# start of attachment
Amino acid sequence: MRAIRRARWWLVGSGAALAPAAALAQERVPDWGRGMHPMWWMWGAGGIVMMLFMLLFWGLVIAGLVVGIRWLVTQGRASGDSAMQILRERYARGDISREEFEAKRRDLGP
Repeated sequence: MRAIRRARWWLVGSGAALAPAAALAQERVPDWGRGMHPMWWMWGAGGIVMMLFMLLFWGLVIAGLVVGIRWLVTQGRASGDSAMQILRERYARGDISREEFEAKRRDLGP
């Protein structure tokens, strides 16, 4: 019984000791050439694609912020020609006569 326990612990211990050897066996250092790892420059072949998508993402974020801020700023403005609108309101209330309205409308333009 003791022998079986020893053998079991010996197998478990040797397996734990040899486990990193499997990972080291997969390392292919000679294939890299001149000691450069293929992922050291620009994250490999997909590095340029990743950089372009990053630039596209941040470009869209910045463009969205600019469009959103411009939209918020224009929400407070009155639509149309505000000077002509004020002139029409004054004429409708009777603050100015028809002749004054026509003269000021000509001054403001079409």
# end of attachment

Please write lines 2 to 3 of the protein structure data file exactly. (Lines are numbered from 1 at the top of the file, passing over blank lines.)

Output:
Repeated sequence: MRAIRRARWWLVGSGAALAPAAALAQERVPDWGRGMHPMWWMWGAGGIVMMLFMLLFWGLVIAGLVVGIRWLVTQGRASGDSAMQILRERYARGDISREEFEAKRRDLGP
């Protein structure tokens, strides 16, 4: 019984000791050439694609912020020609006569 326990612990211990050897066996250092790892420059072949998508993402974020801020700023403005609108309101209330309205409308333009 003791022998079986020893053998079991010996197998478990040797397996734990040899486990990193499997990972080291997969390392292919000679294939890299001149000691450069293929992922050291620009994250490999997909590095340029990743950089372009990053630039596209941040470009869209910045463009969205600019469009959103411009939209918020224009929400407070009155639509149309505000000077002509004020002139029409004054004429409708009777603050100015028809002749004054026509003269000021000509001054403001079409």